Having Cerullo present at the hearing, which will be overseen by former commissioner Paul Tagliabue, would be significant for both sides. Lawyers for the players and union believe he has credibility issues, and his materials and testimony are at the core of the NFL's case and subsequent discipline of Vilma, Anthony Hargrove, Will Smith and Scott Fujita. Meanwhile, federal judge Helen Berrigan is watching the process closely but has yet to rule on whether Tagliabue should be recused from the case. The ruling on a recusal could still come even after Tagliabue had rendered a decision in the matter, legal sources said.

Banner's absence being felt in Philly?

With the Eagles in tumult and facing possibly critical decisions with their coaching staff and roster -- most notably Andy Reid and quarterback Mike Vick included -- some in the league have pointed to the departure of longtime president Joe Banner as a possible contributing factor to the upheaval. Banner, now running the Cleveland Browns, was the longtime right-hand man for owner Jeff Lurie from the time he purchased the Eagles, with Banner running the day-to-day operations in Philadelphia before leaving earlier this year.

Banner had been with the team since 1995, learning the football business and becoming a central figure in getting the team a new stadium, while juggling the salary cap and helping Philadelphia procure talent long term with various contract structures. For the first time as an owner, Lurie is charting a course for the franchise without the former team president, with Howie Roseman (who trained under Banner) now the general manager and coach Andy Reid having considerable sway in personnel matters.

The team has come under fire for many coaching and personnel decisions in recent years -- as their front office make-up was changing -- and this season has been marked by a weekly quarterback controversy and the in-season firing of defensive coordinator Juan Castillo, a former offensive line coach whose promotion raised eyebrows when announced in 2011. The sweeping free-agent signings in 2011 have largely failed, apart from pass rusher Jason Babin, and the Eagles will have big decisions moving forward if the team continues its current form and ends up out of the playoffs again.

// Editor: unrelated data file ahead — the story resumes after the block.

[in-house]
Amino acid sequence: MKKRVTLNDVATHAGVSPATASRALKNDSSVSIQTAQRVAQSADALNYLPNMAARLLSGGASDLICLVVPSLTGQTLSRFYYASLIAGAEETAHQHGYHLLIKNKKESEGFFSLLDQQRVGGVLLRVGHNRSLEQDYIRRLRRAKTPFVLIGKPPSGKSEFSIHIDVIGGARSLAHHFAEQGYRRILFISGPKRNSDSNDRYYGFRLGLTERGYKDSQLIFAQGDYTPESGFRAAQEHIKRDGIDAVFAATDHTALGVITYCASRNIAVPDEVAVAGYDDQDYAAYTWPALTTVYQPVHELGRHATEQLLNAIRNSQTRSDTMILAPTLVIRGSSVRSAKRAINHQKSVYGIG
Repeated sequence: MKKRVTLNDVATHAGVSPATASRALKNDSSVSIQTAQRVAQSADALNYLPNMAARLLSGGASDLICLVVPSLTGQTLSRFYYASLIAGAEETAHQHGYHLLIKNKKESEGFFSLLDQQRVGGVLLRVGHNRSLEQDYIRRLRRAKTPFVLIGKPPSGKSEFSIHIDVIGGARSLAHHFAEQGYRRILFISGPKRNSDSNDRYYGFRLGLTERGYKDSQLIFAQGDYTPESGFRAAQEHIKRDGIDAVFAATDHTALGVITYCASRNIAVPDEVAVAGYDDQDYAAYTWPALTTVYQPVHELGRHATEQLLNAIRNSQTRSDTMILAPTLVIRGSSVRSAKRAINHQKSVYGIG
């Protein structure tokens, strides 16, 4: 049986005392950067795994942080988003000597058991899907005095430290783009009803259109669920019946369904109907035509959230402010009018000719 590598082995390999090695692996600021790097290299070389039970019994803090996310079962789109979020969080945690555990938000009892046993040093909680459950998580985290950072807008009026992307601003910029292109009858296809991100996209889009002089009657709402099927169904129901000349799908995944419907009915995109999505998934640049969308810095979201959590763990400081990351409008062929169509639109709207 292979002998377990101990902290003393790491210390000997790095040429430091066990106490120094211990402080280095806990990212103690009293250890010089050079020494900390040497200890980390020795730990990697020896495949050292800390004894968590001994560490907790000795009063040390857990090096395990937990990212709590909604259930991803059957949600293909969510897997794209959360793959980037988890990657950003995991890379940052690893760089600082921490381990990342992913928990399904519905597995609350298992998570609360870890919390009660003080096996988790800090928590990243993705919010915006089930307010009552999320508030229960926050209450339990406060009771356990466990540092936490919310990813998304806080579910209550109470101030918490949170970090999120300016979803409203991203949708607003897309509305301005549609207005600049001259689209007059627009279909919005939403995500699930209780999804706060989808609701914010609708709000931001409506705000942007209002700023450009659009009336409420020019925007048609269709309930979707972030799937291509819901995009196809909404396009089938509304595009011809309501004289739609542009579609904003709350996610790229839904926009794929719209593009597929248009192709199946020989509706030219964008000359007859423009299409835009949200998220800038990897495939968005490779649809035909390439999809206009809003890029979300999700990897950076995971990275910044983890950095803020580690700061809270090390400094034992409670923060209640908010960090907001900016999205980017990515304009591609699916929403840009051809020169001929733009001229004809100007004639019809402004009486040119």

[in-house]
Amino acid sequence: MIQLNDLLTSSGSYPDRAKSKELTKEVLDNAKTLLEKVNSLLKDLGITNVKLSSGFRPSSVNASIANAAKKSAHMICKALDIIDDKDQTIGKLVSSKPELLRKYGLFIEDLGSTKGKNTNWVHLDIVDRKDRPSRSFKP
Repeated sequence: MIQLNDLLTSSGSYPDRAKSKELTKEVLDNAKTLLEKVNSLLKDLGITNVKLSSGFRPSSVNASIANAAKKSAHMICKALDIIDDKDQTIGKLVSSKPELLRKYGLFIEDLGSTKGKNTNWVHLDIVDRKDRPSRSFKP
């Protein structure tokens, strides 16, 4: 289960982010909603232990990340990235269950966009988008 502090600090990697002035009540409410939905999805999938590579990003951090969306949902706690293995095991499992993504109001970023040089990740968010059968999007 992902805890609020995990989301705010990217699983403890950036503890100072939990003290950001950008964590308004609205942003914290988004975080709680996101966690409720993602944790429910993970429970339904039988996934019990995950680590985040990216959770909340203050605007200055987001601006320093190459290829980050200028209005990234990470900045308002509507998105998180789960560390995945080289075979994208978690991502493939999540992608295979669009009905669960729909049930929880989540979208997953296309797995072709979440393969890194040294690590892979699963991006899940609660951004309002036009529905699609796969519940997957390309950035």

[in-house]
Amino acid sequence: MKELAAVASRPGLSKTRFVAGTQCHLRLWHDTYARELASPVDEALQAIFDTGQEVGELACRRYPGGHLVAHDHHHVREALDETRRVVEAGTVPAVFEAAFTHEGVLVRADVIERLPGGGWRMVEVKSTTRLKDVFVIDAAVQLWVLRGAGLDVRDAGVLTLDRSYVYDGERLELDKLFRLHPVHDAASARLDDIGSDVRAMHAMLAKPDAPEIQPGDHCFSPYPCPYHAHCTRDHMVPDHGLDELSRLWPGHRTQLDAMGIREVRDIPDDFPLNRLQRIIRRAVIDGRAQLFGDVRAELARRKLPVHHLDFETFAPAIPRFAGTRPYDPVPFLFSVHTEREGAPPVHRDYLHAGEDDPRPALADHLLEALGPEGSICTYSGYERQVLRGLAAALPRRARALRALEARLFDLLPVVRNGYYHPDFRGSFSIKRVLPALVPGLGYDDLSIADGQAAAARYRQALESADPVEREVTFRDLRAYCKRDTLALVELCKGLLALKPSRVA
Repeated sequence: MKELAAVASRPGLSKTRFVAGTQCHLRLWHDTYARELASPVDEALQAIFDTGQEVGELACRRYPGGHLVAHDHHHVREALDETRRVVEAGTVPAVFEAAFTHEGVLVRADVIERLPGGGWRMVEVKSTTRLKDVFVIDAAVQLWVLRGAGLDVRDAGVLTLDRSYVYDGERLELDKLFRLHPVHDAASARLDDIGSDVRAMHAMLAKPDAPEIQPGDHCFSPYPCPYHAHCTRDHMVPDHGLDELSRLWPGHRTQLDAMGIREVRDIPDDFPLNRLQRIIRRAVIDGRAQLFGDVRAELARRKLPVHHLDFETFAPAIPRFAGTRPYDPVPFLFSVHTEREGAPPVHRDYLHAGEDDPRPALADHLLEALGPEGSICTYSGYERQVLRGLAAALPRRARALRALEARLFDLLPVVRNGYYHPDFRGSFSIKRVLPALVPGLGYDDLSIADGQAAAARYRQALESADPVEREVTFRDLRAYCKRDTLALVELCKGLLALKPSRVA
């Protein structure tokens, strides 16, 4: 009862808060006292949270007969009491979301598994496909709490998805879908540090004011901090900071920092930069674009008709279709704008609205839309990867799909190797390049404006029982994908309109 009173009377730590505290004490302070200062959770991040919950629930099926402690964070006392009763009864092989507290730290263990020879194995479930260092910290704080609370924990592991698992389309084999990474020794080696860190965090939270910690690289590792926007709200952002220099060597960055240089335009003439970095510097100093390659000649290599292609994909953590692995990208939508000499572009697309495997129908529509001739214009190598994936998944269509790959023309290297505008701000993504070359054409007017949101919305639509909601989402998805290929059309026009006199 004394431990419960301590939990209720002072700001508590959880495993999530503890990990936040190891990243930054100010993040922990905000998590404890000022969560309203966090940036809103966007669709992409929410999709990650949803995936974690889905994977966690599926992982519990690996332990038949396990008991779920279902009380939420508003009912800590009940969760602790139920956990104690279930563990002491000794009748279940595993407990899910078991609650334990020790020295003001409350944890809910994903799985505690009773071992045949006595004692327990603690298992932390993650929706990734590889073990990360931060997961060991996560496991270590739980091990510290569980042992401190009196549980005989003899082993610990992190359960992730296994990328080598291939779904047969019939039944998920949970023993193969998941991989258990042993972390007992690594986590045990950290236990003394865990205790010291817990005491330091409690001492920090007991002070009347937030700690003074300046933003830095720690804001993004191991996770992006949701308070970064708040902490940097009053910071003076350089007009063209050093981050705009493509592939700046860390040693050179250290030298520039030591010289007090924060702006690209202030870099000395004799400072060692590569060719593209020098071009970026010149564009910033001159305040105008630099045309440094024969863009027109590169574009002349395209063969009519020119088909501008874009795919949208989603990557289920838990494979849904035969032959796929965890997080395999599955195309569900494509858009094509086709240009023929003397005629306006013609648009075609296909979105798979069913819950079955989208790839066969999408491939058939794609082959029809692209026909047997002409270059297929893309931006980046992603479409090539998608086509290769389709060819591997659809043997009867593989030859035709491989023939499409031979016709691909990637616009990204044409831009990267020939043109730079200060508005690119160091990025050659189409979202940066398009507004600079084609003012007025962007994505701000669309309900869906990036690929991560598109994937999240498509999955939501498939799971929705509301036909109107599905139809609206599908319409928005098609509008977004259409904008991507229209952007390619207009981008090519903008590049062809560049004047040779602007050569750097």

Lurie has a strong relationship with Roseman, who has worked hard to transition from the business/contract side of football to the personnel side, and would undoubtedly lead what would be the team's first coaching search since 1999. Roseman is seen as one of the brightest young executives in the game. But some execs have cited the exit of Banner, a longtime fixture and sounding board there, as a reason for the weekly tumult.

Steelers receive no clarification on questionable call against Clark

Steelers safety Ryan Clark, who has received his share of fines in the past, was called for an illegal blow to the head in last Sunday's win over the Giants, although replays indicated he had in fact struck receiver Victor Cruz in the shoulder area.

The NFL issues statements and clarifications on officiating decisions from time to time, and points out missed calls, though generally they involve game-altering, controversial plays. No statement was issued this week on the Clark hit and, according to league sources, there was not any private communication with the Steelers to note that the call was missed.

Given the wealth of fines that Steelers defenders have racked up and their at times public clashes with the league office (linebacker James Harrison in particular), there is a heightened sensitivity about these issues with the Steelers. Some in the organization said they were surprised there was no internal communication from the league. Steelers players have complained in the past that they believed they have been fined and disciplined for plays they deemed clean hits and felt like the league treated them more harshly than others. Clark himself has been a vocal critic of the league and, when contacted, expressed some concern that his penalty was not clarified, but added via text: “It's all good! It won't matter when we win the Lombardi.”